Ambulance staff 'wrongly blamed' for rest break policy
A union has said ambulance staff were being blamed by the public for a rest break policy brought to wider attention by a woman's death in October 2010.
Mandy Mathieson collapsed at her Moray home, but a technician at a nearby ambulance depot did not answer a call to go to her aid as he was on a break.
GMB Scotland said staff were unpaid and off duty during breaks and were not insured to respond to emergencies.
It has called for an inquiry into the running of the service.
The Scottish Ambulance Service (SAS) has been awaiting a formal response from unions to proposed changes to the policy.
A spokesman said: "Following discussions with our staff side, we have made a formal proposal to address the meal break issue. We look forward to their formal response."
After a meeting in Dundee, GMB shop stewards have recommended that its members reject the proposals.
The union said the current rest period policy, brought in under the SAS's Agenda for Change, was unfair and had affected staff morale.
Representatives said staff were being blamed for a policy decision they did not seek and do not agree with.
Under the present terms staff willing to be disturbed during breaks receive a £250 annual payment and a £5 one off payment.
The GMB said 80% of staff had rejected that offer.
The SAS has proposed changing the £5 fee to a one-off 45 minutes overtime payment, but the union said this was still not good enough.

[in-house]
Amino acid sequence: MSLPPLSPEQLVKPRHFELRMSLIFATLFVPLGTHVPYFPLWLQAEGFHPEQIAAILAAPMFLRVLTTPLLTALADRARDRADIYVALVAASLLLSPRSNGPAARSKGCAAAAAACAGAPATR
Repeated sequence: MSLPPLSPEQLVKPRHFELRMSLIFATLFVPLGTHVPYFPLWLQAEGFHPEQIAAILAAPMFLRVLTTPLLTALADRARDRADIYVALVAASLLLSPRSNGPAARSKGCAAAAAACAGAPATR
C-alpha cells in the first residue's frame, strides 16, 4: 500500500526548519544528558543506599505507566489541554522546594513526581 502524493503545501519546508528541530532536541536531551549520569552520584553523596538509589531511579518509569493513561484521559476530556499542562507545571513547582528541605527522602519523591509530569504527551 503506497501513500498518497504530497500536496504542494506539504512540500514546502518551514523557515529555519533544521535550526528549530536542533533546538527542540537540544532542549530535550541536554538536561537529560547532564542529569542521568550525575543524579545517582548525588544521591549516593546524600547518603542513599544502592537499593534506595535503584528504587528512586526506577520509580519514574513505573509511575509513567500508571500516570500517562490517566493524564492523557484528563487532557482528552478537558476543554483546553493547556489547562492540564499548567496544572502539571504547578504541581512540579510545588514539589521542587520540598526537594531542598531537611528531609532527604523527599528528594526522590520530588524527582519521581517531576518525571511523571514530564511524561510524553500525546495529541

Mick Conroy, senior organiser for GMB Scotland, said ambulance crews were not classed as an emergency service in the same way as the police and fire.
He said: "The fire and police are classed as emergency services therefore emergency services have different arrangements.
"They have better pay, pensions, and retirement conditions.
"These two emergency services are also paid during their meal breaks."
In January this year, SAS bosses said the technician who failed to respond to a 999 call to go to Ms Mathieson's aid would never work in Tomintoul again.
The 33-year-old died at her home in the village in October last year.
Although the ambulance technician did not lose his job, SAS bosses said he would not work locally.
Ms Mathieson collapsed at her home about 800 yards from the ambulance technician's depot.
However, he chose not to answer the call because he was on a meal break.
Instead, a crew based 21 minutes away in Granton-on-Spey responded.
An air ambulance was also scrambled, but Ms Mathieson died, having suffered a blood clot.
Ambulance chiefs went to Tomintoul in response to local concern about the issue and to express their regret at Ms Mathieson's death.